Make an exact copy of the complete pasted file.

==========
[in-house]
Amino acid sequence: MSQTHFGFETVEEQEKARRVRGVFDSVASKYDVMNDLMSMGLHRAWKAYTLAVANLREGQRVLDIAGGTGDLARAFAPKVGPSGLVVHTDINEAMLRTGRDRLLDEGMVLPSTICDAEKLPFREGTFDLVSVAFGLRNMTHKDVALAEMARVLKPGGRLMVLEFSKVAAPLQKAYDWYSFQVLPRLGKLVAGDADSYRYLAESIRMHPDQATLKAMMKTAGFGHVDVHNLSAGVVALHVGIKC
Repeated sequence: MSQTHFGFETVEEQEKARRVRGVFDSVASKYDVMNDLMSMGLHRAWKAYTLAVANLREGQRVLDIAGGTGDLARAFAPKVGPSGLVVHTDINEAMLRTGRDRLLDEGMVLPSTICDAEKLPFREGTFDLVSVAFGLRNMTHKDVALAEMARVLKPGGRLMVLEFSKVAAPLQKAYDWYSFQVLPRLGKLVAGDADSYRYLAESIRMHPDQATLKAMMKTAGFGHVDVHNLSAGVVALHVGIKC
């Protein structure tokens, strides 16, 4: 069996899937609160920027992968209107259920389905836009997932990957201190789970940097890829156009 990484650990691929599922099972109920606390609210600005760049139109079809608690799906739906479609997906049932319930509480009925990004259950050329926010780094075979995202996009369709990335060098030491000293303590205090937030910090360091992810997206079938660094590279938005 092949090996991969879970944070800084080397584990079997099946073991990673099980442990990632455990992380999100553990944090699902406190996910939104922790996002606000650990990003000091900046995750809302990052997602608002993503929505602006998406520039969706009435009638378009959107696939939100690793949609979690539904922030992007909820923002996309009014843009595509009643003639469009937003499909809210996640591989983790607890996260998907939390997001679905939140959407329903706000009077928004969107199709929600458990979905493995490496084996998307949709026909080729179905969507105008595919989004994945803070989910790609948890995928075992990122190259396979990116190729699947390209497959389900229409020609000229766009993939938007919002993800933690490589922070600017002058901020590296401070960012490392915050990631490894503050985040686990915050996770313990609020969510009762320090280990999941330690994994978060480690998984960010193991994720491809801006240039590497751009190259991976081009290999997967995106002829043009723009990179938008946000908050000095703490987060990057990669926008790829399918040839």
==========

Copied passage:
[in-house]
Amino acid sequence: MSQTHFGFETVEEQEKARRVRGVFDSVASKYDVMNDLMSMGLHRAWKAYTLAVANLREGQRVLDIAGGTGDLARAFAPKVGPSGLVVHTDINEAMLRTGRDRLLDEGMVLPSTICDAEKLPFREGTFDLVSVAFGLRNMTHKDVALAEMARVLKPGGRLMVLEFSKVAAPLQKAYDWYSFQVLPRLGKLVAGDADSYRYLAESIRMHPDQATLKAMMKTAGFGHVDVHNLSAGVVALHVGIKC
Repeated sequence: MSQTHFGFETVEEQEKARRVRGVFDSVASKYDVMNDLMSMGLHRAWKAYTLAVANLREGQRVLDIAGGTGDLARAFAPKVGPSGLVVHTDINEAMLRTGRDRLLDEGMVLPSTICDAEKLPFREGTFDLVSVAFGLRNMTHKDVALAEMARVLKPGGRLMVLEFSKVAAPLQKAYDWYSFQVLPRLGKLVAGDADSYRYLAESIRMHPDQATLKAMMKTAGFGHVDVHNLSAGVVALHVGIKC
């Protein structure tokens, strides 16, 4: 069996899937609160920027992968209107259920389905836009997932990957201190789970940097890829156009 990484650990691929599922099972109920606390609210600005760049139109079809608690799906739906479609997906049932319930509480009925990004259950050329926010780094075979995202996009369709990335060098030491000293303590205090937030910090360091992810997206079938660094590279938005 092949090996991969879970944070800084080397584990079997099946073991990673099980442990990632455990992380999100553990944090699902406190996910939104922790996002606000650990990003000091900046995750809302990052997602608002993503929505602006998406520039969706009435009638378009959107696939939100690793949609979690539904922030992007909820923002996309009014843009595509009643003639469009937003499909809210996640591989983790607890996260998907939390997001679905939140959407329903706000009077928004969107199709929600458990979905493995490496084996998307949709026909080729179905969507105008595919989004994945803070989910790609948890995928075992990122190259396979990116190729699947390209497959389900229409020609000229766009993939938007919002993800933690490589922070600017002058901020590296401070960012490392915050990631490894503050985040686990915050996770313990609020969510009762320090280990999941330690994994978060480690998984960010193991994720491809801006240039590497751009190259991976081009290999997967995106002829043009723009990179938008946000908050000095703490987060990057990669926008790829399918040839």